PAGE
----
[UPDATE 3/15: Trump’s budget officially is requesting the end of all federal funding to PBS and NPR]
The Trump administration is officially considering defunding the Public Broadcasting Service, among other public services like the National Endowment for the Arts and AmeriCorps. PBS’ funding has been a political football for decades, and it’s not clear whether it will once again be punted or if the GOP will attempt to follow through this time. But, if it does, it may find that cooking shows and a cartoon tiger are more resilient, and more politically dangerous to attack, than they realize.
Trump can’t go after PBS directly. It’s the exact reverse of a private broadcast network; the network exists because the stations create it, instead of the stations being an affilate of PBS. The Trump budget would cut the approximately $446 million or so the government distributes to the Corporation for Public Broadcasting, which in turn spends the majority of that, over $200 million, on public TV stations and roughly $75 million of which goes directly to funding programming. PBS pays for itself with a mix of member station dues, corporate donations, government contracts, and, of course, viewers like you. The federal government provides, in the end, roughly 15% of the network’s funding, according to PBS head Paula Kerger.
In terms of programming, this would more or less mean that PBS’ shows would need to find more corporate sponsors, sell more merchandise, and hit viewers up for more donations. Streaming would likely become more important to the network, which already works with streaming services to distribute some of its shows. It would also likely mean the shows it buys and broadcasts from overseas, primarily British, would likely stop airing, which would be the end of shows like Poldark and Sherlock. Shows that can’t secure sponsors or cover all their costs would likely either see reduced orders or go off the air as well.
The bigger problem would be access to PBS in the first place. While PBS’ affiliates, several of which such as Washington’s WETA and Boston’s WGBH, will face budget cuts for their programming, the real threat is to PBS affiliates in poorer areas. It’s not infeasible that, if this budget cut goes through, poorer areas of the country will either have more limited programming or see PBS leave their dial entirely.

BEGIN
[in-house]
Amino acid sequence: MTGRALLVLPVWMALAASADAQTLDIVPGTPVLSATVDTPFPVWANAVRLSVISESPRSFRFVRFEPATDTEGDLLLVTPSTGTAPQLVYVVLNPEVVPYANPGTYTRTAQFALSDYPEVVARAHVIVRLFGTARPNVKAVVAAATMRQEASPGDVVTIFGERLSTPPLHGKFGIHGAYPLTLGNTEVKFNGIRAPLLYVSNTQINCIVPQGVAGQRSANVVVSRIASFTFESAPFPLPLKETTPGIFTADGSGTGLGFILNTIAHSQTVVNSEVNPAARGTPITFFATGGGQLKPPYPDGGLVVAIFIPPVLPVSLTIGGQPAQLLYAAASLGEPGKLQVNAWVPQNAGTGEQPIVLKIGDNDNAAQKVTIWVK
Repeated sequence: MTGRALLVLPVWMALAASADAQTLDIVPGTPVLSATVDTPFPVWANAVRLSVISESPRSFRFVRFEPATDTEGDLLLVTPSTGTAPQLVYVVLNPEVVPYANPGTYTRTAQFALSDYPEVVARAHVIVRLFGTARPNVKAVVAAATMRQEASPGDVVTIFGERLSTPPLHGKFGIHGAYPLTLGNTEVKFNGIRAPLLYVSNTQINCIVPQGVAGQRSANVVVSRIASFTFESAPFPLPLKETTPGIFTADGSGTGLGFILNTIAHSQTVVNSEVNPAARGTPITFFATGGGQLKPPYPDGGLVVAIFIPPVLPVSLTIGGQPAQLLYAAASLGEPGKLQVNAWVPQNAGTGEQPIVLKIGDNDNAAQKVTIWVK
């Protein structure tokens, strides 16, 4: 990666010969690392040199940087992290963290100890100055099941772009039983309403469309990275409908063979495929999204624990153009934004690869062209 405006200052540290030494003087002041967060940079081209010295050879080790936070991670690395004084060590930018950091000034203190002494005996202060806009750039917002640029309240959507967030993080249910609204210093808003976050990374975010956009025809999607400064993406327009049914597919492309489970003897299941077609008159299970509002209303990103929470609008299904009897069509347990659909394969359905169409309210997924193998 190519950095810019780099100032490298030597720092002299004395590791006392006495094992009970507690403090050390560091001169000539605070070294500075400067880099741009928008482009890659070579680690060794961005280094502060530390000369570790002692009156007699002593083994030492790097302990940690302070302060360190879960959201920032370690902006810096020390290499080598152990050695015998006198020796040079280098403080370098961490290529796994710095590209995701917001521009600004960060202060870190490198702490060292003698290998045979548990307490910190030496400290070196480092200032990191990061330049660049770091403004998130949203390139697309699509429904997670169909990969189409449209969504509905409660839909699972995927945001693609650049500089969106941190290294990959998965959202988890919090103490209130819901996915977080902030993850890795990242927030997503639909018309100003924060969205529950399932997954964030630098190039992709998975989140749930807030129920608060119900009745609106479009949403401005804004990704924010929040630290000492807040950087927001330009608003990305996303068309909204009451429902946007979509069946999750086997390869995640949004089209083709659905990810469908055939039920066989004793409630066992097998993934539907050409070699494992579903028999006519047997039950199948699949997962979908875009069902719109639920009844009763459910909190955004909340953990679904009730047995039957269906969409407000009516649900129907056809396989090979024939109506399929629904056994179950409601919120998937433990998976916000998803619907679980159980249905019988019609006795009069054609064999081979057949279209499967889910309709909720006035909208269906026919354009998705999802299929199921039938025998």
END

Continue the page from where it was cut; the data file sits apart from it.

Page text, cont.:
But this is extremely unlikely, in the end. For all the bluster of the GOP on the topic of public broadcasting, there’s a simple political reality it consciously ignores: PBS is probably the single most beloved and popular thing the United States government does. PBS works on a fraction of the budgets of the major private broadcast networks, and yet is still the sixth most popular network on primetime. The network has arguably created more beloved American cultural icons in its history than any other network and is especially an enduring presence in children’s television; Arthur is currently the longest-running kids show on the air. When she was rebuilding her brand after going to jail, Martha Stewart went to PBS.
Furthermore, the GOP has been trying to defund public media for five decades, and it has consistently failed. Newt Gingrich famously threatened to “zero out” the CPB’s funding in 1994; that didn’t happen. A 1997 vote to defund PBS by the year 2000 was shut down by the Republican-controlled House. George W. Bush’s attempts to reduce spending on public media were thwarted during his entire time in office. And Mitt Romney infamously got raked over the coals during the 2012 election for threatening to cut PBS’ subsidy during a debate.
Trump’s proposed budget cut will likely meet the same fate. Budgets are ultimately made by Congress, not Presidents, and Congress is aware that many Americans view Arthur and Rick Steves far more charitably than they do their Congressional representative. In the end, what may save PBS is less the fact that it’s beloved, and more that any smart politician fears the wrath of its audience.